Maybe some people just didn’t really like the way I play… I’m okay with that if that’s true. I did always try to do my best when given the opportunities that I had, to represent the music the way it was taught to me, and try to give people what they expected. I did get tired of the constant mythologizing of the Vancouver scene. “See, we’re special because we’re isolated and nobody has ever heard of us. But everybody here plays just as well as everybody in New York, and we’re certainly superior to everybody in Toronto. There’s nothing going on there, y’know, creatively.” That sentiment smacks of insecurity, to me. The world of music is a big place. It feels larger to me than it ever has before… and maybe that’s because of the fact I moved, and maybe it’s because I’m getting old… but it feels real to me.
I haven’t been a full time Vancouver resident for nearly 8 years now, but I’ve always kind of felt like Vancouver is a victim of it’s own success. In places like New York, it was still possible to be a penniless bohemian in a rancid garrett in the center of the Manhattan action well into the second half of the 20th century, although anyone who lives there now will tell you things are way different now and they they despair for the future of jazz in NY. But for now, the infrastructure of the arts is secure enough that the jazz ‘business’ (if not jazz culture) will remain centered in NYC for the foreseable future.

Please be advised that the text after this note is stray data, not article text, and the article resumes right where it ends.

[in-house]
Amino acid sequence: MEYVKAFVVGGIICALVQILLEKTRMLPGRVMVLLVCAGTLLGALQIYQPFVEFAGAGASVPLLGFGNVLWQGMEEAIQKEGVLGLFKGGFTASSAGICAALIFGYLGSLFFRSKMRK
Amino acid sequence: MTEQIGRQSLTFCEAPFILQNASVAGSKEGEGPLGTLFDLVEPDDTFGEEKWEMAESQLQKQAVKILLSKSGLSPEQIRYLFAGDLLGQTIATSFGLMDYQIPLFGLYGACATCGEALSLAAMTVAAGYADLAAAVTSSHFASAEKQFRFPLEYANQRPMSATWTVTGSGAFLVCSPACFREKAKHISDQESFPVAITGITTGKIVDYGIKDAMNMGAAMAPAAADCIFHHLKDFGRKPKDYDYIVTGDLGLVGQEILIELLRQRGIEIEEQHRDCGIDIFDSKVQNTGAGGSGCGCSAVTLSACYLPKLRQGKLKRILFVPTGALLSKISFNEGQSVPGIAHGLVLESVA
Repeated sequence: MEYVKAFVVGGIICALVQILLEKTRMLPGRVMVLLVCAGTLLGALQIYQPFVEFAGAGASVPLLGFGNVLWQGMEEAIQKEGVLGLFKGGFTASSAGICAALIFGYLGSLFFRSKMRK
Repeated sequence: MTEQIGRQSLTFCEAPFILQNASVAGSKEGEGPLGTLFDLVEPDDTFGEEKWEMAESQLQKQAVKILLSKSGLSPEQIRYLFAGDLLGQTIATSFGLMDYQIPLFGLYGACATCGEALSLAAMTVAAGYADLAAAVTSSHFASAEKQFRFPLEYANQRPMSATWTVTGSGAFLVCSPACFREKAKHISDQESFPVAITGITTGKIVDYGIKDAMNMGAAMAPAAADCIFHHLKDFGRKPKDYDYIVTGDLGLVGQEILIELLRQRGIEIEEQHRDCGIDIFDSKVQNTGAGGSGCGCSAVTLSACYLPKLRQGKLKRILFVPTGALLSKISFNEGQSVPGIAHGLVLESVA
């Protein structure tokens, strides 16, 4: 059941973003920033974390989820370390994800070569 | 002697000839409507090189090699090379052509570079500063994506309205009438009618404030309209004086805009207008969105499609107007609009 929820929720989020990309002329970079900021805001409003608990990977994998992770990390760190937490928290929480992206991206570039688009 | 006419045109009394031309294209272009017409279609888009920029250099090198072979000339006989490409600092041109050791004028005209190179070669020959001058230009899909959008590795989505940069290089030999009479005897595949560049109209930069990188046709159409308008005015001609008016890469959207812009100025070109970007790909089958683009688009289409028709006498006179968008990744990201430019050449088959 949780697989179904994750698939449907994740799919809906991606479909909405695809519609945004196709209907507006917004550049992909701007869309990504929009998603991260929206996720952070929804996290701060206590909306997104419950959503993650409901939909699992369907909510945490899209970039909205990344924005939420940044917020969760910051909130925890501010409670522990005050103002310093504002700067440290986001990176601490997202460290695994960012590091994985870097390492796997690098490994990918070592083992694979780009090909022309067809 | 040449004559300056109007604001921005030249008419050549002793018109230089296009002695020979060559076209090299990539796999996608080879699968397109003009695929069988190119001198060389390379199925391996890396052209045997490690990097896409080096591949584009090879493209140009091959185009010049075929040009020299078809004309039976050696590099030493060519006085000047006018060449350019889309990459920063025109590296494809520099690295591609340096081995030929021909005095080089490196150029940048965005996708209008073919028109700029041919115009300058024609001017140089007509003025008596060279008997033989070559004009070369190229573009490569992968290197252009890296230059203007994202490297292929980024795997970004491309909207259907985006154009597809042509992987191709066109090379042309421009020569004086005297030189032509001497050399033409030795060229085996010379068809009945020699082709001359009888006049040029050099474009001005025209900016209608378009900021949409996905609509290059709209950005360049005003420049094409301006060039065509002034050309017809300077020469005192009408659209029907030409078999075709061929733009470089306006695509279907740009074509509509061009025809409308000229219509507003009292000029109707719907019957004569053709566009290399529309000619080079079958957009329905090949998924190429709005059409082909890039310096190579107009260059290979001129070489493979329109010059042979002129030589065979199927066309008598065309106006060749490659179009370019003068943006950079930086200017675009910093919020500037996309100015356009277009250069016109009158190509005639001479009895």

When I first started playing around Vancouver in the early 70s, it was possible to live cheaply and make a living playing music. Almost all the musicians I knew worked constantly in strip clubs and blues bars (and played jazz for peanuts in other places; some things haven’t changed) and lived right in the center of town, in places like Kitsilano or the West End. When I played in the house band at the Place Cabaret on Granville in 1973, a bunch of us rented a house at 2586 w13th Avenue for $175 a month. No way could you do that now.
Not that I’m laying blame entirely at the feet of the real estate industry. I know it’s not really the done thing to say this, but frankly, there just isn’t much support in Vancouver for things like jazz among audiences. Because you’re right, it really doesn’t matter much if things end a bit early (here in New Orleans Snug Harbor, the main straight-ahead venue, moved it’s shows from 9 and 11p.m. to 8 and 10, because they were losing audiences during the late set. In post-Katrina New Orleans, people work harder and get up earlier), but the puritan attitude evinced by that kind of thing IS significant. Vancouverites are often too busy hustling money to make the condo mortgage payment to have much energy to hang in clubs.
There’s no shortage of first rate jazz musicians in Vancouver, in fact I’m always amazed at how many there are, considering the size of the city. There’s just not enough audience for them.